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Skin cancer rates improving in Alberta: Study

It appears that Albertans are getting the message about the importance of protecting their skin from the sun.

It appears that Albertans are getting the message about the importance of protecting their skin from the sun.

Two University of Alberta students conducted the largest Canadian study on non-melanoma skin cancer, which includes basal cell carcinomas as well as squamous cell carcinomas, and the results were positive.

What researchers Andrei Metelitsa and Gordon Jung discovered was that skin cancer rates in Alberta are actually going down in men and have levelled off in women.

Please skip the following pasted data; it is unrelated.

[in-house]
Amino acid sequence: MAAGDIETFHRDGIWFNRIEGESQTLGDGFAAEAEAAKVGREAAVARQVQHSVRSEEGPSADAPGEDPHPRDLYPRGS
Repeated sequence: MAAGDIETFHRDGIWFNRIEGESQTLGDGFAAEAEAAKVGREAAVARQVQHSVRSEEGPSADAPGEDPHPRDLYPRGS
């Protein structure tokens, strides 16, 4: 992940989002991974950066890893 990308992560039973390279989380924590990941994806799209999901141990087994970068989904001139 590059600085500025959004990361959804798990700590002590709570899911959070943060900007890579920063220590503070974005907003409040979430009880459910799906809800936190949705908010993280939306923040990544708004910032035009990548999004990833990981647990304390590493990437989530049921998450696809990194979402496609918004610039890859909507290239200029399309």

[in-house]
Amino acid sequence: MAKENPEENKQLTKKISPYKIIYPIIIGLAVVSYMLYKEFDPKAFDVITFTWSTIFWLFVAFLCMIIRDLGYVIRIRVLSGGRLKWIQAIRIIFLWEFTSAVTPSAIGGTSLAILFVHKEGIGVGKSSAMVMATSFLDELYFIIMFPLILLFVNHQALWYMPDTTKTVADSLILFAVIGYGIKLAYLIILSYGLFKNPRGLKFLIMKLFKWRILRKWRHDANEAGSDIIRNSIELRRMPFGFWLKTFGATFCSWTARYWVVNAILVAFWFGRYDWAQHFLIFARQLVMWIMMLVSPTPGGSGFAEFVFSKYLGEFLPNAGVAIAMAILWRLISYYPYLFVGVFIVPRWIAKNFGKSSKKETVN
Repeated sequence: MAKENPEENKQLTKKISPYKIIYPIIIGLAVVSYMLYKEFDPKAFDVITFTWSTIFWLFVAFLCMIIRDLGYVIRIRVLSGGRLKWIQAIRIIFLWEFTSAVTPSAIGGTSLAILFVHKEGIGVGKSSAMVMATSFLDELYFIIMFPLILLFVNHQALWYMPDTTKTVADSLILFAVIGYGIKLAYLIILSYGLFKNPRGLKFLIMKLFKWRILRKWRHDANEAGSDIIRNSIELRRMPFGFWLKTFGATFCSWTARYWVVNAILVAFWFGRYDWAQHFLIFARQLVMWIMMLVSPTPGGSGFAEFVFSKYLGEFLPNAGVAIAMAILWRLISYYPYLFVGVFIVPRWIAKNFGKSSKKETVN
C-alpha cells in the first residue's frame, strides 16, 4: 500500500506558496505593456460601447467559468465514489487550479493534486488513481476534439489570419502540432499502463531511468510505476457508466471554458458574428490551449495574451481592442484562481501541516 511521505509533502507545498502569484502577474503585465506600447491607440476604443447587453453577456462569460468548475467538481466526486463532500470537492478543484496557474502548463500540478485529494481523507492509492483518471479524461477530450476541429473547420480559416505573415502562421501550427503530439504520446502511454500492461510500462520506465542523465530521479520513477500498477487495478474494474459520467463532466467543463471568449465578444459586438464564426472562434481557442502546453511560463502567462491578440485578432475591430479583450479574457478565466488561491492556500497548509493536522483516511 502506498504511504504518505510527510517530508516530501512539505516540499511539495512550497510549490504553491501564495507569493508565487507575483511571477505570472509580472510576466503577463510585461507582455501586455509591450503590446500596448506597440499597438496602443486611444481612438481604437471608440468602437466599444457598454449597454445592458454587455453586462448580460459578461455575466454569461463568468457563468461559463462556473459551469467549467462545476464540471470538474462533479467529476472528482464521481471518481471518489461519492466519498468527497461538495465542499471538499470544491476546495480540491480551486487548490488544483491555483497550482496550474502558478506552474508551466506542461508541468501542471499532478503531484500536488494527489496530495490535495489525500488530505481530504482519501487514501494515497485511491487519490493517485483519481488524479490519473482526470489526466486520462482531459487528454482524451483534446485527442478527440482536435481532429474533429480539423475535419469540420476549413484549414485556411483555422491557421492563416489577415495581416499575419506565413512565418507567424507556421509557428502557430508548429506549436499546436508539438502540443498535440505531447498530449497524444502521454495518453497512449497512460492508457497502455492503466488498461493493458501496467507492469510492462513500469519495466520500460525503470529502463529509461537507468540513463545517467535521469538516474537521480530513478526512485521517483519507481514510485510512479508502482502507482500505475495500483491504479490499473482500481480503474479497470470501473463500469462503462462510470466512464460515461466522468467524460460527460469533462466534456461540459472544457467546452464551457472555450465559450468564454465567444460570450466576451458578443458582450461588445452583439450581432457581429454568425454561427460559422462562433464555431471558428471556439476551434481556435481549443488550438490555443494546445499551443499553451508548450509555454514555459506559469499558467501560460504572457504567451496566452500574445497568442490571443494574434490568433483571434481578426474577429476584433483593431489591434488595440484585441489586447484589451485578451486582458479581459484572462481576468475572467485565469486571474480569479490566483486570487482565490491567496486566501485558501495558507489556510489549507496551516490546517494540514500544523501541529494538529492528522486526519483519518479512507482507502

“What we noticed was a very interesting trend,” Metelitsa said. “While initially in the 1990s the numbers were increasing just as we expected, something happened in the year 2000. What has happened since then is we’ve noticed a stabilization and even a decrease in certain cancers.”

Metelitsa and Jung analyzed data collected over a 20-year period from nearly 100,000 patients diagnosed with the two most common cancers in the world.

After a rapid spike in the late 1980s and early ’90s, the number of cases has remained stable since 2000.

Metelitsa credits dermatologists, physicians and the media for getting the message across to protect yourself from sun exposure.

“Perhaps now we’re seeing a change in behaviour,” he said. “As a result, we’re seeing a change in incidents of these cancers.”

 
 
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